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Forests & Land Use

Forests & Land Use News

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For too long, decisions affecting our environment and communities have been made in corporate boardrooms far from home resulting in clear-cut logging, mining and oil and gas development that have had devastating effects on land and water.

West Coast Environmental Law seeks to transform the way rights and responsibilities about land use are understood in BC –creating new legal mechanisms for resource tenures (licences) and land use decision-making that are more democratic, sustainable and just.

We work to reform resource and environmental decision-making to incorporate:

  • Ecosystem-based management.
  • Cumulative impact assessment.
  • Climate change impacts mitigation and adaptation.
  • Recognition and respect of Aboriginal Title and Rights.
  • Meaningful public participation.

Together with our allies, we have had an impact. For example:

  • In the wake of our Forest Solutions for Sustainable Communities initiative which advanced citizen-driven solutions to the softwood lumber dispute the provincial government took back approximately 20 per cent of timber rights in BC for redistribution to First Nations, communities and small businesses.
  • West Coast Environmental Law was one of the principal drafters of the Forest Stewardship Council BC Regional Standards for Forest Management. These rigorous standards assure consumers that certified wood they purchase from BC comes from forests managed to stringent ecological and social standards.
  • We were part of the team that negotiated amendments to the Park Act to create a new “Conservancy” designation that provides strong environmental protection while respecting Aboriginal Title and Rights.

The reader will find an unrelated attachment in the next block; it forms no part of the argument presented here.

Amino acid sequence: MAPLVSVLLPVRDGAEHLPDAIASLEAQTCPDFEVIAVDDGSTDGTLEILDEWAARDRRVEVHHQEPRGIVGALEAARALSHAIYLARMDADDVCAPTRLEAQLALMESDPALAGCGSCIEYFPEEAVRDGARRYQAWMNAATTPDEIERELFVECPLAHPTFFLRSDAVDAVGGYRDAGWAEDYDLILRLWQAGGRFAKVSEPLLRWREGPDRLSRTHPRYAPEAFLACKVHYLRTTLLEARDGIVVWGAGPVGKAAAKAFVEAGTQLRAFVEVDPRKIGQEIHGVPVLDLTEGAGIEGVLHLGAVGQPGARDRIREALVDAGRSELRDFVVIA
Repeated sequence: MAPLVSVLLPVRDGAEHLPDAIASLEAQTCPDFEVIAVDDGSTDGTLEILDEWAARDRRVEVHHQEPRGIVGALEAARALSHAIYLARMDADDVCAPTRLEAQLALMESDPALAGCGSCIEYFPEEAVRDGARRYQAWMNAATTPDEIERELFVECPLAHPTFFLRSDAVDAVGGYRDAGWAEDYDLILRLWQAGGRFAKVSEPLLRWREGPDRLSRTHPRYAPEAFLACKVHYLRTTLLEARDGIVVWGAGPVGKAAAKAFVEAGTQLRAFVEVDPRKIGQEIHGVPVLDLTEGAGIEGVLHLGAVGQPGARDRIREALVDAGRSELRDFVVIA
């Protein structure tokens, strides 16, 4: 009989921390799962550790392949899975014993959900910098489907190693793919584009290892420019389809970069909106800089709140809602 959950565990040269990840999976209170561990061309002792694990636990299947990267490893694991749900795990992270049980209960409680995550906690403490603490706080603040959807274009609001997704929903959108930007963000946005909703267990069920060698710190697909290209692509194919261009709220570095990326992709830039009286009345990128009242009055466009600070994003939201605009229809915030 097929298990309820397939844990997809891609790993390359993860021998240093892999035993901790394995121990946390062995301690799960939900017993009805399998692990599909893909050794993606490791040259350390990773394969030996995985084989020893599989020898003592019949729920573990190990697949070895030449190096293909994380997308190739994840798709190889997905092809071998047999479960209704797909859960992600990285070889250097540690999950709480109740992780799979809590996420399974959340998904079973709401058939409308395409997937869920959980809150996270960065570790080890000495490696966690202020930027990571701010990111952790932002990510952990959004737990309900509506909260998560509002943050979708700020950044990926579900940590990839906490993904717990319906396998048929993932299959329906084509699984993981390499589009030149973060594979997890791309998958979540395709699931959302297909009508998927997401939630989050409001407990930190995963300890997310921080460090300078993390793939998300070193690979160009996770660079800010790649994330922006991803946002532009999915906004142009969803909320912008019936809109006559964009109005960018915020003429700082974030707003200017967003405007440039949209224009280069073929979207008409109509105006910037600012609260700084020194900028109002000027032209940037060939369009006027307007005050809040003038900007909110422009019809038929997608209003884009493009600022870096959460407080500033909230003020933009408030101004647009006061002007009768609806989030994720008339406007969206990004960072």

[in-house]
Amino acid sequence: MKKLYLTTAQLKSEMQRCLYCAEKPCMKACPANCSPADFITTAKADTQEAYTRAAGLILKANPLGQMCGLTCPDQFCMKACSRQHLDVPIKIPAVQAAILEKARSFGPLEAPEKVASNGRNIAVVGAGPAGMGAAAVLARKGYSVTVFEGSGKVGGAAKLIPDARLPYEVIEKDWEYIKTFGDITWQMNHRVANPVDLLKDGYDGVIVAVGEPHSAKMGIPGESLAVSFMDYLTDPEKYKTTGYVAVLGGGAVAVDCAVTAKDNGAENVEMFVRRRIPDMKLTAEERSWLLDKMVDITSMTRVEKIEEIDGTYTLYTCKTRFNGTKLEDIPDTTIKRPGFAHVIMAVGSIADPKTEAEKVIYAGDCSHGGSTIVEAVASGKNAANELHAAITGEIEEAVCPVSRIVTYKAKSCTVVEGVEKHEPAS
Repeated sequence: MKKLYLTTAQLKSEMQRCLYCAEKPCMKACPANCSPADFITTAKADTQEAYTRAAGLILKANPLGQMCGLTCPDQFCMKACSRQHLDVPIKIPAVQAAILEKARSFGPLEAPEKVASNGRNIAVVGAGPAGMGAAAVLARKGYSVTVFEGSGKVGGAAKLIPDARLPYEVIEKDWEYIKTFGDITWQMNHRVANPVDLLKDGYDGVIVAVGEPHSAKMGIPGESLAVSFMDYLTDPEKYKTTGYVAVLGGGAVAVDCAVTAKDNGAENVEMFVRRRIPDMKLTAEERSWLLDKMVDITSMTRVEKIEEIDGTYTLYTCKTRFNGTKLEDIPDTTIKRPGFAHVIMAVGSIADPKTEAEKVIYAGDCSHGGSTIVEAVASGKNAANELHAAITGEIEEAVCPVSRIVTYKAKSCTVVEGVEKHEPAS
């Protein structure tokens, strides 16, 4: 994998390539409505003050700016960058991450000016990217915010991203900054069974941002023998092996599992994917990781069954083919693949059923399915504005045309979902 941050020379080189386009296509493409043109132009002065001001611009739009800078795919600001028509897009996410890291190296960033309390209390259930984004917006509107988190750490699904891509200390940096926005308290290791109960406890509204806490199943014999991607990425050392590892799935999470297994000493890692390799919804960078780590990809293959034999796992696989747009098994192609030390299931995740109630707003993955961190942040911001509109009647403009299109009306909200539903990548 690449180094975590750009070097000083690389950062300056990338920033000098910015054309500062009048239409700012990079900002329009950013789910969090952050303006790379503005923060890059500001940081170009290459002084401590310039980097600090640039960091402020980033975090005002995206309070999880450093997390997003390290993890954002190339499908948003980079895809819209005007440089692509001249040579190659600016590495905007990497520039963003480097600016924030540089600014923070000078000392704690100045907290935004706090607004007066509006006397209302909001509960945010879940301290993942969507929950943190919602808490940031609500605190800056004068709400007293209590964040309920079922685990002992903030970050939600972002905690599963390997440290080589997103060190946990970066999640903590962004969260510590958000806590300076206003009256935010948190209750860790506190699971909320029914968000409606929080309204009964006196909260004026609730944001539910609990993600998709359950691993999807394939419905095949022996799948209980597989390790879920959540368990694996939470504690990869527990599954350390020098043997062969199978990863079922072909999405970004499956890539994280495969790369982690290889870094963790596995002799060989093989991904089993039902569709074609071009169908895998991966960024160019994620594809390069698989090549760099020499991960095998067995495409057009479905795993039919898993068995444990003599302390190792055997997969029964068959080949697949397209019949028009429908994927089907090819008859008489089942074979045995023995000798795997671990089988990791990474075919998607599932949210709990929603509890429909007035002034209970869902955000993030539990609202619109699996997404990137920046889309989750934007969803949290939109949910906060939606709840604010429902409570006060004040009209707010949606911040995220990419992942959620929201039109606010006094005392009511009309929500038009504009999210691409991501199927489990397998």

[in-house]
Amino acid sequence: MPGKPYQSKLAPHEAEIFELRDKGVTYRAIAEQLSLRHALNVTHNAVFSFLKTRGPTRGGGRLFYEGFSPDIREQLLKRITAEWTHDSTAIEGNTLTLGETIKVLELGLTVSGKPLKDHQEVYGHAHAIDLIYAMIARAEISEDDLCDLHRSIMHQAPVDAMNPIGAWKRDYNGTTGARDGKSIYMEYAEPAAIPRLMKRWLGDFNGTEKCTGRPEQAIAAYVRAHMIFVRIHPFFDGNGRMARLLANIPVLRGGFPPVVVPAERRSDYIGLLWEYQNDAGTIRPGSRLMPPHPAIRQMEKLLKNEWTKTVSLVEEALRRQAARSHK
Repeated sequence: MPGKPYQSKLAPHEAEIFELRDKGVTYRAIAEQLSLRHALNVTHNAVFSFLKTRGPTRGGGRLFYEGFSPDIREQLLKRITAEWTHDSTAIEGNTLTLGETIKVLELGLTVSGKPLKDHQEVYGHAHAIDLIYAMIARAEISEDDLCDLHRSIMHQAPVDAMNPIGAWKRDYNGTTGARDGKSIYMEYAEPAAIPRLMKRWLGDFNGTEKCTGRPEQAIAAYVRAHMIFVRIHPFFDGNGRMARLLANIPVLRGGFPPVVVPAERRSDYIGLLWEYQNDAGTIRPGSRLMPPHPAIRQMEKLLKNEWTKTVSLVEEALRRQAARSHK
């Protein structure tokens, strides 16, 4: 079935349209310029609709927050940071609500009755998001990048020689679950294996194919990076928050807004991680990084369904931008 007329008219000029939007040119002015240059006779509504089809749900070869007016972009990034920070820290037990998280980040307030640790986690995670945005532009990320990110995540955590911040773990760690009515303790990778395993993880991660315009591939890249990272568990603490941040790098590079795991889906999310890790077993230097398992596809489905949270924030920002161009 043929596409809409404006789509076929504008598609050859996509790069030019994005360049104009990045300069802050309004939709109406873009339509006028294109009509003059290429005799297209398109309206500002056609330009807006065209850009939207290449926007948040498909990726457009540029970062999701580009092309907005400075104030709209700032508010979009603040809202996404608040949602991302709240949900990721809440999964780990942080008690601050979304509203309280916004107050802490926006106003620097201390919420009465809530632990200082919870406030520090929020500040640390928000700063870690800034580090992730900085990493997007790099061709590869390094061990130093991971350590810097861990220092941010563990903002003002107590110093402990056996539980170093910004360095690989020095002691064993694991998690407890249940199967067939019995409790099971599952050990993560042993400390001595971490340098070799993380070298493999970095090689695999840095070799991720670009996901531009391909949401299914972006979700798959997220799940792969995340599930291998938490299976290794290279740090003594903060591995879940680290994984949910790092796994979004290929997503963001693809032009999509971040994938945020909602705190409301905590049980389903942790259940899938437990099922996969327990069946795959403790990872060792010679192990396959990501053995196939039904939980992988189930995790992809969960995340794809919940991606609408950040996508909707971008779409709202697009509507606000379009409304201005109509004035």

Areas of work:

  • First Nations land use planning - Developing land use plans can be a powerful way for a First Nation to communicate their indigenous laws, which embody environmental stewardship, and the wisdom of their Elders in order to protect the lands and resources of their territory and eventually transform mainstream laws as well.
  • Forests and climate change - Handled correctly, new laws and policies that harness market forces to address climate change have the potential to both dramatically reduce our emissions of greenhouse gases and help native species of plants and animals survive and adapt.
  • Forest certification - Forest certification harnesses market power to change forest management by promoting products that use wood harvested in an ecologically and socially responsible manner.
  • Tenure reform - Control over the vast majority of British Columbia’s land base is held by timber, mining and other resource companies through various forms of tenure (leases, licences etc.). British Columbia’s laws about resource tenure have been in place since before the term climate change had even been coined – they are antiquated and are a major barrier to conservation and self-determination in BC.
     

For all West Coast publications related to our Forests and Land Use program, please click here.